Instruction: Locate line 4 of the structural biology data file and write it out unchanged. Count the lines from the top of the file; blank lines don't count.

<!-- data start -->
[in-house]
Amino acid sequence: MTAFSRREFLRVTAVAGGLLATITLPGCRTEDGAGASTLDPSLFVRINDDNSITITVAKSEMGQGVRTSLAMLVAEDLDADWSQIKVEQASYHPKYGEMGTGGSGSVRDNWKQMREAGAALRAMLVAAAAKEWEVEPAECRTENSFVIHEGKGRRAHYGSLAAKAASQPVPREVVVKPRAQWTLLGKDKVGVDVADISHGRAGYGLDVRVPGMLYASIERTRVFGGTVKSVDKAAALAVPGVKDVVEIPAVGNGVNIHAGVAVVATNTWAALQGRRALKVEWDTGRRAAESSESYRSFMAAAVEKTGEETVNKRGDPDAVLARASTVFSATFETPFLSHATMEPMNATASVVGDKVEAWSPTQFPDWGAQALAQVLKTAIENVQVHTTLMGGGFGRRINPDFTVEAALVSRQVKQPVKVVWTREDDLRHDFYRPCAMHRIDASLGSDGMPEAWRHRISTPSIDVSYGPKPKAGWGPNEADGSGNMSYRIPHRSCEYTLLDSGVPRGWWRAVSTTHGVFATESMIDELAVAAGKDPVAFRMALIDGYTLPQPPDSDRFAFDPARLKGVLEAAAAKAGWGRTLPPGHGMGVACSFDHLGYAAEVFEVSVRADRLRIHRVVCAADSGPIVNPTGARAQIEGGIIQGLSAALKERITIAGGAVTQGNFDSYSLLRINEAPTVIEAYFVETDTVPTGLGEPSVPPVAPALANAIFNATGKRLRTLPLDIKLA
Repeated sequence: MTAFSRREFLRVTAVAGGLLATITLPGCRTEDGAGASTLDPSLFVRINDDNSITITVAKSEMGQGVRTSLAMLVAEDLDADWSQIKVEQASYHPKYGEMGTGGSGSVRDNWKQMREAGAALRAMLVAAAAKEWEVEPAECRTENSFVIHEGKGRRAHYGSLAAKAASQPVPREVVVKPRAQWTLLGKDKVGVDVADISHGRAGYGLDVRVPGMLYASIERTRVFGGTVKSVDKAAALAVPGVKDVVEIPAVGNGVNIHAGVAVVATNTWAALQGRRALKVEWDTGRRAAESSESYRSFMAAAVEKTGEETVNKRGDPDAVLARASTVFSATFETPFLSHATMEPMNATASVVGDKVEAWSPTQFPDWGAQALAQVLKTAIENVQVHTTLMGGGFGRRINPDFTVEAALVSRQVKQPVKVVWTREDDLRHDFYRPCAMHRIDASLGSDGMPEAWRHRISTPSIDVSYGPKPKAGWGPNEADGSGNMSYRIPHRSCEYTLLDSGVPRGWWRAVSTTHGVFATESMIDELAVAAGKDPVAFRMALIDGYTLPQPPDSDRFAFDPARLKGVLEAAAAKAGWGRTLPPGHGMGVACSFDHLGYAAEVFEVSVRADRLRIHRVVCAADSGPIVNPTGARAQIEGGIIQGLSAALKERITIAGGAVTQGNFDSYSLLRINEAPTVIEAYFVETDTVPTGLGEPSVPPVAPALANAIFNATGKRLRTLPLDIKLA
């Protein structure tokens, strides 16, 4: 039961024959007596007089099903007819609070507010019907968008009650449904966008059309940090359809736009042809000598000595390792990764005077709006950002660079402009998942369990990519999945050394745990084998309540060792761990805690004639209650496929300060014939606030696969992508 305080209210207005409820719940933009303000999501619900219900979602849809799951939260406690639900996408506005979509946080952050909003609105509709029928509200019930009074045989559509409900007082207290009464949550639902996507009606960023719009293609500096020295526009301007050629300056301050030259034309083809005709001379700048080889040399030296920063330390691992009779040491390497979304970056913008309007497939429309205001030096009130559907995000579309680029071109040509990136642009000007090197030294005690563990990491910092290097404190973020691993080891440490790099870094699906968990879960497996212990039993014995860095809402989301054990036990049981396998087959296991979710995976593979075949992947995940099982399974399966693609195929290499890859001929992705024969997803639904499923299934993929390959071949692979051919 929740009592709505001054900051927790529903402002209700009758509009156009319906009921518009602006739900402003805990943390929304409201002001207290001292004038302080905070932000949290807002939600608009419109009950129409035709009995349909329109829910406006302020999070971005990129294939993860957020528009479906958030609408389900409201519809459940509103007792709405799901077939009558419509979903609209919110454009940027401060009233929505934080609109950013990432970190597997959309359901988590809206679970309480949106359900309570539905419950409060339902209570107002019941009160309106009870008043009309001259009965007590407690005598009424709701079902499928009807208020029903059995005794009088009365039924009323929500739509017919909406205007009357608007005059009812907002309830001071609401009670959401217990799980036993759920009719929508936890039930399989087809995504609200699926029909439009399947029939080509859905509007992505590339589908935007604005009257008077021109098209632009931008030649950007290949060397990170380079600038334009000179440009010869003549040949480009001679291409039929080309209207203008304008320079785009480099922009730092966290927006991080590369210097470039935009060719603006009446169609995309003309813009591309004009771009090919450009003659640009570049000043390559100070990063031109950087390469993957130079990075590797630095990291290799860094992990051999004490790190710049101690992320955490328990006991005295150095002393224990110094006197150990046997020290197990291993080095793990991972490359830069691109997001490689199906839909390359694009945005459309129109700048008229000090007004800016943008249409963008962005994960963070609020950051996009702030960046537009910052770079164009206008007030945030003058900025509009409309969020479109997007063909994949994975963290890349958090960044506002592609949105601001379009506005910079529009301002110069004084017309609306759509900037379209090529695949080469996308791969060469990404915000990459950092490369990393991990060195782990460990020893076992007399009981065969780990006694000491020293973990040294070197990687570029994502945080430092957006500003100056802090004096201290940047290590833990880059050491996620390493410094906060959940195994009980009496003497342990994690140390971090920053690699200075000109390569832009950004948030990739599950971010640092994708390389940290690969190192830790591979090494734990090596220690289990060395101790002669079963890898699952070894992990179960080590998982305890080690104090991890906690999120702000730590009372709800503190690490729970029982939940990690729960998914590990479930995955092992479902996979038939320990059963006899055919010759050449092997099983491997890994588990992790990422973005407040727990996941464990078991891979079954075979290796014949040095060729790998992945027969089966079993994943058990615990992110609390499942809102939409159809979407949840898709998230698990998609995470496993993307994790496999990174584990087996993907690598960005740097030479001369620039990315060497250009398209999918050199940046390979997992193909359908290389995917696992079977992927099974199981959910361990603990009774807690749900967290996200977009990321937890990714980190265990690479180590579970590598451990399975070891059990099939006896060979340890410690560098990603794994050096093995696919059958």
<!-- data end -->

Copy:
């Protein structure tokens, strides 16, 4: 039961024959007596007089099903007819609070507010019907968008009650449904966008059309940090359809736009042809000598000595390792990764005077709006950002660079402009998942369990990519999945050394745990084998309540060792761990805690004639209650496929300060014939606030696969992508 305080209210207005409820719940933009303000999501619900219900979602849809799951939260406690639900996408506005979509946080952050909003609105509709029928509200019930009074045989559509409900007082207290009464949550639902996507009606960023719009293609500096020295526009301007050629300056301050030259034309083809005709001379700048080889040399030296920063330390691992009779040491390497979304970056913008309007497939429309205001030096009130559907995000579309680029071109040509990136642009000007090197030294005690563990990491910092290097404190973020691993080891440490790099870094699906968990879960497996212990039993014995860095809402989301054990036990049981396998087959296991979710995976593979075949992947995940099982399974399966693609195929290499890859001929992705024969997803639904499923299934993929390959071949692979051919 929740009592709505001054900051927790529903402002209700009758509009156009319906009921518009602006739900402003805990943390929304409201002001207290001292004038302080905070932000949290807002939600608009419109009950129409035709009995349909329109829910406006302020999070971005990129294939993860957020528009479906958030609408389900409201519809459940509103007792709405799901077939009558419509979903609209919110454009940027401060009233929505934080609109950013990432970190597997959309359901988590809206679970309480949106359900309570539905419950409060339902209570107002019941009160309106009870008043009309001259009965007590407690005598009424709701079902499928009807208020029903059995005794009088009365039924009323929500739509017919909406205007009357608007005059009812907002309830001071609401009670959401217990799980036993759920009719929508936890039930399989087809995504609200699926029909439009399947029939080509859905509007992505590339589908935007604005009257008077021109098209632009931008030649950007290949060397990170380079600038334009000179440009010869003549040949480009001679291409039929080309209207203008304008320079785009480099922009730092966290927006991080590369210097470039935009060719603006009446169609995309003309813009591309004009771009090919450009003659640009570049000043390559100070990063031109950087390469993957130079990075590797630095990291290799860094992990051999004490790190710049101690992320955490328990006991005295150095002393224990110094006197150990046997020290197990291993080095793990991972490359830069691109997001490689199906839909390359694009945005459309129109700048008229000090007004800016943008249409963008962005994960963070609020950051996009702030960046537009910052770079164009206008007030945030003058900025509009409309969020479109997007063909994949994975963290890349958090960044506002592609949105601001379009506005910079529009301002110069004084017309609306759509900037379209090529695949080469996308791969060469990404915000990459950092490369990393991990060195782990460990020893076992007399009981065969780990006694000491020293973990040294070197990687570029994502945080430092957006500003100056802090004096201290940047290590833990880059050491996620390493410094906060959940195994009980009496003497342990994690140390971090920053690699200075000109390569832009950004948030990739599950971010640092994708390389940290690969190192830790591979090494734990090596220690289990060395101790002669079963890898699952070894992990179960080590998982305890080690104090991890906690999120702000730590009372709800503190690490729970029982939940990690729960998914590990479930995955092992479902996979038939320990059963006899055919010759050449092997099983491997890994588990992790990422973005407040727990996941464990078991891979079954075979290796014949040095060729790998992945027969089966079993994943058990615990992110609390499942809102939409159809979407949840898709998230698990998609995470496993993307994790496999990174584990087996993907690598960005740097030479001369620039990315060497250009398209999918050199940046390979997992193909359908290389995917696992079977992927099974199981959910361990603990009774807690749900967290996200977009990321937890990714980190265990690479180590579970590598451990399975070891059990099939006896060979340890410690560098990603794994050096093995696919059958």